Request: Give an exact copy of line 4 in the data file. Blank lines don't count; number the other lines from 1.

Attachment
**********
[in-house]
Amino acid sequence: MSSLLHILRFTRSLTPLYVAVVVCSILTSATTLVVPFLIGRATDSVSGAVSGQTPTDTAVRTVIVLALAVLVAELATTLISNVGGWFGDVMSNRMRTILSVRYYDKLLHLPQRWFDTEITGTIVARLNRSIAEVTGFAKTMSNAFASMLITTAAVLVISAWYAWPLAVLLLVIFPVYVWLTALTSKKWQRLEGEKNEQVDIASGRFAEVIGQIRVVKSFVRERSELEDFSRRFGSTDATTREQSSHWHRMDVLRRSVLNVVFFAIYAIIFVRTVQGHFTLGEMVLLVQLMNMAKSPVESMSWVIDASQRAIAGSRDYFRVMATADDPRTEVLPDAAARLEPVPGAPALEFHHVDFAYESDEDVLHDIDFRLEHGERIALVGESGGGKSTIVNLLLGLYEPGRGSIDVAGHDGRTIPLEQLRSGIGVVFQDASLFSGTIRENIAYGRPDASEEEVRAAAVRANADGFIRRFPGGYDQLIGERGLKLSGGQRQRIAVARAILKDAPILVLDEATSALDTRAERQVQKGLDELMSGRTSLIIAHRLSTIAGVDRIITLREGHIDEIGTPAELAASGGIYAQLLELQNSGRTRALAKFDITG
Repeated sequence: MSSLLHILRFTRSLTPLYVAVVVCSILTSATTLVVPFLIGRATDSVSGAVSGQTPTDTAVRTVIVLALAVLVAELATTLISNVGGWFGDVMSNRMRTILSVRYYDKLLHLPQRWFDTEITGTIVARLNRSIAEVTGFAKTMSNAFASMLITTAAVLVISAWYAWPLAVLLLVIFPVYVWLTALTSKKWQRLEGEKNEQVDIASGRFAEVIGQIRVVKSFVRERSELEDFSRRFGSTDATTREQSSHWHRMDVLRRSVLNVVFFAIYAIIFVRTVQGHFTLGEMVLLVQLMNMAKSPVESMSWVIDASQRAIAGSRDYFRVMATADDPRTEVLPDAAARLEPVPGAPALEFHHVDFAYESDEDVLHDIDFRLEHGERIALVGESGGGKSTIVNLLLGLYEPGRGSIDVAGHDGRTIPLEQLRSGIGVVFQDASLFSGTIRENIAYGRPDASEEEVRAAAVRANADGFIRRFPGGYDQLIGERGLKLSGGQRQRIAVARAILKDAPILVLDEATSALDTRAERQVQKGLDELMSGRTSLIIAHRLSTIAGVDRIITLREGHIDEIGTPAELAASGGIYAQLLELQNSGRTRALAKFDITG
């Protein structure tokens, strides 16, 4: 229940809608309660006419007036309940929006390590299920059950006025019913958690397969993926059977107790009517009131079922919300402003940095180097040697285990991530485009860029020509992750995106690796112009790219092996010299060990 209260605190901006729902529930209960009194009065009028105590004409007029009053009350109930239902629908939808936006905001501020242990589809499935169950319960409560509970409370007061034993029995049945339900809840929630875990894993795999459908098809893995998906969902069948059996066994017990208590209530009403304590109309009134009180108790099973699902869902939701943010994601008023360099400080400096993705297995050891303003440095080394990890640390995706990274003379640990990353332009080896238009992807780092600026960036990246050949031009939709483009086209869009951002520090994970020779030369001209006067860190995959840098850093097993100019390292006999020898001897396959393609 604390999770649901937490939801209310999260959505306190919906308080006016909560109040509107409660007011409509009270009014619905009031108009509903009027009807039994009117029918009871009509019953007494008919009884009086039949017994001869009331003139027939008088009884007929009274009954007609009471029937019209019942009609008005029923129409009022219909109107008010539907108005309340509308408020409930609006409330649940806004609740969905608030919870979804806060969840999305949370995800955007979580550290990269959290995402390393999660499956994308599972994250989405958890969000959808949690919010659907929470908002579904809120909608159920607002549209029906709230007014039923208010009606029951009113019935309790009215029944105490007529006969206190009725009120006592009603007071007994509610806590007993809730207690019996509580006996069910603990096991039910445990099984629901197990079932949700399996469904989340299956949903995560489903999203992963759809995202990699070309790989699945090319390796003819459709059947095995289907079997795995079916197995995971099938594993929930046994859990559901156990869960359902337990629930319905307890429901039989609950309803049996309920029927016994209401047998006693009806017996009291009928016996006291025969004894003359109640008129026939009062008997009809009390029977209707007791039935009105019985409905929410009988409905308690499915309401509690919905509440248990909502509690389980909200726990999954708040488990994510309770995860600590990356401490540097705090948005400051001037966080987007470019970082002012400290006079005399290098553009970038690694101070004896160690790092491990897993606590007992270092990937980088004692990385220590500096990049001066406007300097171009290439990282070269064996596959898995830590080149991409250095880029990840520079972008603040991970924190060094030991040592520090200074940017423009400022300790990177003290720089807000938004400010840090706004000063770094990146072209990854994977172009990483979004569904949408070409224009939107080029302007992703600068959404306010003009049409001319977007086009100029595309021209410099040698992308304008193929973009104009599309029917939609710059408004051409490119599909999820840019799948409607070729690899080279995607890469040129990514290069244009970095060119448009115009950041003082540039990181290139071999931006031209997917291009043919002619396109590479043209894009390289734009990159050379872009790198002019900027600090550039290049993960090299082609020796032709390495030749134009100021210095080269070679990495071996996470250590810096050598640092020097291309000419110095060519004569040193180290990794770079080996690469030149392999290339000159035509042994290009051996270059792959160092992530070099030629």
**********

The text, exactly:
């Protein structure tokens, strides 16, 4: 229940809608309660006419007036309940929006390590299920059950006025019913958690397969993926059977107790009517009131079922919300402003940095180097040697285990991530485009860029020509992750995106690796112009790219092996010299060990 209260605190901006729902529930209960009194009065009028105590004409007029009053009350109930239902629908939808936006905001501020242990589809499935169950319960409560509970409370007061034993029995049945339900809840929630875990894993795999459908098809893995998906969902069948059996066994017990208590209530009403304590109309009134009180108790099973699902869902939701943010994601008023360099400080400096993705297995050891303003440095080394990890640390995706990274003379640990990353332009080896238009992807780092600026960036990246050949031009939709483009086209869009951002520090994970020779030369001209006067860190995959840098850093097993100019390292006999020898001897396959393609 604390999770649901937490939801209310999260959505306190919906308080006016909560109040509107409660007011409509009270009014619905009031108009509903009027009807039994009117029918009871009509019953007494008919009884009086039949017994001869009331003139027939008088009884007929009274009954007609009471029937019209019942009609008005029923129409009022219909109107008010539907108005309340509308408020409930609006409330649940806004609740969905608030919870979804806060969840999305949370995800955007979580550290990269959290995402390393999660499956994308599972994250989405958890969000959808949690919010659907929470908002579904809120909608159920607002549209029906709230007014039923208010009606029951009113019935309790009215029944105490007529006969206190009725009120006592009603007071007994509610806590007993809730207690019996509580006996069910603990096991039910445990099984629901197990079932949700399996469904989340299956949903995560489903999203992963759809995202990699070309790989699945090319390796003819459709059947095995289907079997795995079916197995995971099938594993929930046994859990559901156990869960359902337990629930319905307890429901039989609950309803049996309920029927016994209401047998006693009806017996009291009928016996006291025969004894003359109640008129026939009062008997009809009390029977209707007791039935009105019985409905929410009988409905308690499915309401509690919905509440248990909502509690389980909200726990999954708040488990994510309770995860600590990356401490540097705090948005400051001037966080987007470019970082002012400290006079005399290098553009970038690694101070004896160690790092491990897993606590007992270092990937980088004692990385220590500096990049001066406007300097171009290439990282070269064996596959898995830590080149991409250095880029990840520079972008603040991970924190060094030991040592520090200074940017423009400022300790990177003290720089807000938004400010840090706004000063770094990146072209990854994977172009990483979004569904949408070409224009939107080029302007992703600068959404306010003009049409001319977007086009100029595309021209410099040698992308304008193929973009104009599309029917939609710059408004051409490119599909999820840019799948409607070729690899080279995607890469040129990514290069244009970095060119448009115009950041003082540039990181290139071999931006031209997917291009043919002619396109590479043209894009390289734009990159050379872009790198002019900027600090550039290049993960090299082609020796032709390495030749134009100021210095080269070679990495071996996470250590810096050598640092020097291309000419110095060519004569040193180290990794770079080996690469030149392999290339000159035509042994290009051996270059792959160092992530070099030629």